Build an Advanced Brushless Motor Controller
In this project article, we’re going to be taking a different approach to my typical project. Driving a brushless motor is relatively simple from a schematic perspective; however, there is a large amount of theory about brushless direct current motors that you need to understand to be successful. If you only have experience with brushed motors or no experience with driving motors at all, we will be covering everything you need to know.
You can find the Altium Project with schematic and board design on GitHub as always, released as open source under the highly permissive MIT license.
Brushless motors cover a wide variety of motor constructions, but the term has become synonymous with PM BLDC (Permanent Magnet BrushLess Direct Current) motors in recent years. For this article, we’ll focus on these and brush over the rest. Suppose you’re looking for a low-cost PMBLDC motor to experiment with. In that case, radio-controlled model electric motors are typically very high-quality brushless motors that can deliver astounding amounts of torque and power when driven correctly. What’s even better is that they are very cheap from companies such as HobbyKing.
In general terms, electrical motors require a rotating magnetic field to generate movement. In classical DC motors, this was achieved using a commutator. A commutator is essentially a ring with multiple conducting bands. Each of these bands is one of the motor’s contacts, and graphite contacts called brushes then press against these conducting bands and are, in turn, connected to a DC power source. The motor’s rotation changes the point where the brushes make contact, creating an alternating current going into the motor windings. The obvious drawback is that we have a soft point of contact that wears away and brings with it all the disadvantages of mechanical contacts (EMI, sparks, degrading conductance...).
Several factors have conspired in modern times to make these types of motor a thing of the past:
- Cheap and powerful rare earth magnets
- Availability of cheap but capable microcontrollers
- Advances in solid-state power switching (Power MOSFETs)
After all, why use a mechanical device to switch the current when we can do it ourselves using electronics?
Advantages of BLDC Motors
BLDC motors have a whole range of advantages over their brushed (and some of their brushless) competition:
- Higher power-to-weight ratio
- Higher speeds
- Much higher torque
- Lower prices in more powerful motors
As a bonus, BLDC motors can be electronically controlled without the need for direct motion feedback (i.e., an encoder) in what is known as sensorless configuration. However, there are some limitations to using that approach that we’ll talk about later. For now, let’s review the basics of BLDC control.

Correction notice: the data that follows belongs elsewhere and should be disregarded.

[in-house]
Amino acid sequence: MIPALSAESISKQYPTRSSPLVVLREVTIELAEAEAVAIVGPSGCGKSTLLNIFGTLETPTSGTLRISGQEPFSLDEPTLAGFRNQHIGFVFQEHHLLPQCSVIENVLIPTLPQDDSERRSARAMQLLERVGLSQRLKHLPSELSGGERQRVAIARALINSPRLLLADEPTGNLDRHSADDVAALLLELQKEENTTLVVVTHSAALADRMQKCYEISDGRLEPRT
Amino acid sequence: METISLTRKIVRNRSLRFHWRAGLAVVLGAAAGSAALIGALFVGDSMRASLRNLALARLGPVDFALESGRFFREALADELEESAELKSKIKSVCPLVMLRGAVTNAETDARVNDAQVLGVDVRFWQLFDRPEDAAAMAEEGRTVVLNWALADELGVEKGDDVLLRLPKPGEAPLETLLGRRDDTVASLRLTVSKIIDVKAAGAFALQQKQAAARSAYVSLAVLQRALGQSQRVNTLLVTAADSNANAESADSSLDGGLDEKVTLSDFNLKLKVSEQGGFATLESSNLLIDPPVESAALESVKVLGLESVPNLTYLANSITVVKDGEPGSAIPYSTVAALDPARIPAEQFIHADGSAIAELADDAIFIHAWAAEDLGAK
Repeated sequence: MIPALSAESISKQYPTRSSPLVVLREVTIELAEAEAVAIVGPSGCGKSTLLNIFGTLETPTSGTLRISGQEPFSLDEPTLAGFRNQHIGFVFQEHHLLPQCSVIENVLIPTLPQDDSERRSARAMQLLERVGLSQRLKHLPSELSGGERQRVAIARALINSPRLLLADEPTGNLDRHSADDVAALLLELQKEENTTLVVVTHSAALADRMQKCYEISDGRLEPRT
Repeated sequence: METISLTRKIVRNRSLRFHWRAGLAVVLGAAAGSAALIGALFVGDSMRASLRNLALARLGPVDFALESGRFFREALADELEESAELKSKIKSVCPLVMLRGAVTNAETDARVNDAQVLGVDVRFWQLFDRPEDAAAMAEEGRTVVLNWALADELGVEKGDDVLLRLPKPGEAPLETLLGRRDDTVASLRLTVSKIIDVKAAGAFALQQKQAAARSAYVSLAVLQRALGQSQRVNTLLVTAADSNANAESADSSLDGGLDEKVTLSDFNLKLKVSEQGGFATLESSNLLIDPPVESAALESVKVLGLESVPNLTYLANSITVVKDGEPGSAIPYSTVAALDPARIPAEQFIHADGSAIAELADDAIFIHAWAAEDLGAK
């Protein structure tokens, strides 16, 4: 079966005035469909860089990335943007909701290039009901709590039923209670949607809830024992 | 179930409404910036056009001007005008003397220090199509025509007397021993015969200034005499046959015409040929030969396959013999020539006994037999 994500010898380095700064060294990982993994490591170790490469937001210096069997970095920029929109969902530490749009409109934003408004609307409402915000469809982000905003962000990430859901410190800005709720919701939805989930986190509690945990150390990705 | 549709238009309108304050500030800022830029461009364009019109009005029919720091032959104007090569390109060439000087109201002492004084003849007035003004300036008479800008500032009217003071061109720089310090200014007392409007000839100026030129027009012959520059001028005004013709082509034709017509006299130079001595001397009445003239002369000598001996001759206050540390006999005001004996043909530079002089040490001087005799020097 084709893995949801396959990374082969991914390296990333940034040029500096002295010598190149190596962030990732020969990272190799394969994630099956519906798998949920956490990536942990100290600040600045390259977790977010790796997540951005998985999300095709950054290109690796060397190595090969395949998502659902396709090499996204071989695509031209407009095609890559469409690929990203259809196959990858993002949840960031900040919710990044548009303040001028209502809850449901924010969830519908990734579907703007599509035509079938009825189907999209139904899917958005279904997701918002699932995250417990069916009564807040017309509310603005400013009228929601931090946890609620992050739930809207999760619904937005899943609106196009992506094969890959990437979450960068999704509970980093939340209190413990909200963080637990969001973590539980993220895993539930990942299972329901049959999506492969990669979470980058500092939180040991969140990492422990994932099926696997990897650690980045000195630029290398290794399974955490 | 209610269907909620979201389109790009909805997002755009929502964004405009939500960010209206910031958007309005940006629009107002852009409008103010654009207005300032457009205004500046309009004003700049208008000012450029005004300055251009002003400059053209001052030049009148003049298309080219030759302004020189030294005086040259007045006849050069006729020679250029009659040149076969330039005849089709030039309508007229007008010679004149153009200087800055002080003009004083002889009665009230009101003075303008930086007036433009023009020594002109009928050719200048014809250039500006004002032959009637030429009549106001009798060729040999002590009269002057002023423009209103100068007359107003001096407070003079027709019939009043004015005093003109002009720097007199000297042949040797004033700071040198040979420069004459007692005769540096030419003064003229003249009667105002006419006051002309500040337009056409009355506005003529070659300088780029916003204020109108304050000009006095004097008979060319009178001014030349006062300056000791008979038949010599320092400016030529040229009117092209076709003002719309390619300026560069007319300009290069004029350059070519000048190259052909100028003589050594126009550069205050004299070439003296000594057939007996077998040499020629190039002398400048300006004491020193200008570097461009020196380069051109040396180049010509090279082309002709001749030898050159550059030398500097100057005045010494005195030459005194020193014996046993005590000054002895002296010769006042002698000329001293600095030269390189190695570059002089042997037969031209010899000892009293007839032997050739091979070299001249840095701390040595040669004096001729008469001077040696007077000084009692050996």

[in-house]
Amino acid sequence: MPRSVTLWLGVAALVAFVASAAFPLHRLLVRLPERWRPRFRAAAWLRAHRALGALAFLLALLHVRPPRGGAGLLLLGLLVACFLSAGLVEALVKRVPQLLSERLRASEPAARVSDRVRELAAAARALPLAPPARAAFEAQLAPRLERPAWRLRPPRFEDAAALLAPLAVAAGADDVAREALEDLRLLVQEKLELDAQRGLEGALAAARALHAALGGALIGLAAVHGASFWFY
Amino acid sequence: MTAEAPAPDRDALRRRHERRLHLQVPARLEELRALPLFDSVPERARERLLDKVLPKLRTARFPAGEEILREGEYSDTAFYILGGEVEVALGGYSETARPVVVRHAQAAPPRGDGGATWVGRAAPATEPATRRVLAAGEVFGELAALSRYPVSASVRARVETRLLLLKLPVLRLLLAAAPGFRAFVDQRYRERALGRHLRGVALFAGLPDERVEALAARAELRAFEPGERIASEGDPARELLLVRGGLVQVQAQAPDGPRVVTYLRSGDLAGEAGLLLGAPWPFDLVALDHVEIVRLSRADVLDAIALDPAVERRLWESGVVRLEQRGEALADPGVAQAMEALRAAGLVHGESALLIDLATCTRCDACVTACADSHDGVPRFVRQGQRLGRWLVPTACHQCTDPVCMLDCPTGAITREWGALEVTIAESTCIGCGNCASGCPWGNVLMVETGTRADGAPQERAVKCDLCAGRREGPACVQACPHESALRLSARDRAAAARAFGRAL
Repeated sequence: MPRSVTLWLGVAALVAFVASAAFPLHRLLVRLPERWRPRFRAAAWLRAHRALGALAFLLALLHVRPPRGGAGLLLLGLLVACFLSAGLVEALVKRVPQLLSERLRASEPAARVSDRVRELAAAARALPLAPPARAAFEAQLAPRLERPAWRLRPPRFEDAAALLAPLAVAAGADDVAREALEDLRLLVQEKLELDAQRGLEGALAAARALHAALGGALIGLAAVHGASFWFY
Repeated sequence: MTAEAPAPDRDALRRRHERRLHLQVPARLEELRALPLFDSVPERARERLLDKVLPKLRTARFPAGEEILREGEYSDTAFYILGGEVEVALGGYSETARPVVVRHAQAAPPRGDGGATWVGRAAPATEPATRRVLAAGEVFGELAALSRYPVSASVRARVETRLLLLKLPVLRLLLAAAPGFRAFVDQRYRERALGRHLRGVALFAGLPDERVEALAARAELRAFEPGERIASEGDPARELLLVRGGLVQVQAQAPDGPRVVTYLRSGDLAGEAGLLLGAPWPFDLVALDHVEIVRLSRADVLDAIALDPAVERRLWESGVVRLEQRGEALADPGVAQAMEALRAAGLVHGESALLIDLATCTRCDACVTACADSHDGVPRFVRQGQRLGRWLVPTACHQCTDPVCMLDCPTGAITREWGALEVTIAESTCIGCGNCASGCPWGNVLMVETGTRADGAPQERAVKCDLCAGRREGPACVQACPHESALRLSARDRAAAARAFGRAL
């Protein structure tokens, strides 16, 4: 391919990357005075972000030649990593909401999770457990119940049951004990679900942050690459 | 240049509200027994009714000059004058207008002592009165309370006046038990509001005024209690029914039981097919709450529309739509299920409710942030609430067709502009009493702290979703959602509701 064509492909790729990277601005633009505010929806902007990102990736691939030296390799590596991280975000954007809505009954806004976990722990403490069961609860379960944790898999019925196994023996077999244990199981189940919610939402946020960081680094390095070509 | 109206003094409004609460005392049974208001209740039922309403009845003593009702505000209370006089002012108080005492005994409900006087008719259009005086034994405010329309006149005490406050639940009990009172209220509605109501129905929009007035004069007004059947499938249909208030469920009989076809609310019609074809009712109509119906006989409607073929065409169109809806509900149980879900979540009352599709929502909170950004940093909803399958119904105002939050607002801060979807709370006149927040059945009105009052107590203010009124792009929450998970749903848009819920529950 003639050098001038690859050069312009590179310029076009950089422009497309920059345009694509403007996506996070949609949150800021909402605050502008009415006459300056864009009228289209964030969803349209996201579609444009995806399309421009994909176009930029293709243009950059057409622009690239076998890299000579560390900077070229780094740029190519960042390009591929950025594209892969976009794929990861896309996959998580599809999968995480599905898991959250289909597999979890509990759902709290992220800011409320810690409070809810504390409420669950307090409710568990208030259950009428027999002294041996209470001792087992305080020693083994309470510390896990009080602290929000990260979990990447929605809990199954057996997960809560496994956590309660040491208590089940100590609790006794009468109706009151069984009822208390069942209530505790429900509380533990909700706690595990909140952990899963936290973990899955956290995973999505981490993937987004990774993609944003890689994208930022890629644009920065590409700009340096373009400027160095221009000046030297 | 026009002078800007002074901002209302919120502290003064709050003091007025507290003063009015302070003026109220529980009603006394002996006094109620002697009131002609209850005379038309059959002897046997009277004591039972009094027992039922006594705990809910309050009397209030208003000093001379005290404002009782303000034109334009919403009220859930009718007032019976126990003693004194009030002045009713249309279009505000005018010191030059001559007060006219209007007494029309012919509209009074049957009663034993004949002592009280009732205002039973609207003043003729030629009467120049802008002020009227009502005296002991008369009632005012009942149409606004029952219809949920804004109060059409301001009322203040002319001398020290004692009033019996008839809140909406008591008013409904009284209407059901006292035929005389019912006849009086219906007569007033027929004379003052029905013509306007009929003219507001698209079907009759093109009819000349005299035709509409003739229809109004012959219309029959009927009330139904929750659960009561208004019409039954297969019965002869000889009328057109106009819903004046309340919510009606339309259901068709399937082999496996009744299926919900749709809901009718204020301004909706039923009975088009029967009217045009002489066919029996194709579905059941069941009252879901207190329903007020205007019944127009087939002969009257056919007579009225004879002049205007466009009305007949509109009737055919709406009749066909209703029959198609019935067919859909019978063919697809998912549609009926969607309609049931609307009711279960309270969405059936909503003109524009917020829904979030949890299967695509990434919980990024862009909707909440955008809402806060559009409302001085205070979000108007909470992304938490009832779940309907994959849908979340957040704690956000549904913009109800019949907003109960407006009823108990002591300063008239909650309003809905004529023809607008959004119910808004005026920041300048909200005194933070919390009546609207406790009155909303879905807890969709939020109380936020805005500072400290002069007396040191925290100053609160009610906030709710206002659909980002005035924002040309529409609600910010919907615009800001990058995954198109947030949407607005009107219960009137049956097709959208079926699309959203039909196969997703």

How to Drive a BLDC Motor
The most common configuration for BLDC motors is a three-phase star setup (also known as a wye configuration).
Each of the resistors in the image above represents each of the windings of the motor. We’ll use a similar diagram to explore the inner workings of the motor.
While it’s not an accurate description of modern brushless motors’ real-world construction and electrical properties, it’s a good enough mental model to think about what is happening.
Each axis on the image above represents the current flowing through each winding. The vector sum of the three gives us a representation of the motor’s magnetic field. The magnetic field and current can be considered as being always synchronized for the purpose of this explanation. Keep in mind that IX is not a real current flowing in the system, or the total current provided by our driver, but rather a representation of the equivalent current in terms of the magnetic field.
An additional vector of constant length, not represented in the above figure for clarity, will represent our rotor’s angular position. Our rotor will try to align itself with the IX vector the same way that a compass needle tries to point north. To make the rotor continuously spin, we just need to ensure that the magnetic field we create with the motor windings is rotating around at the correct speed.
A lot of interesting physical parameters of our system can be determined through this representation.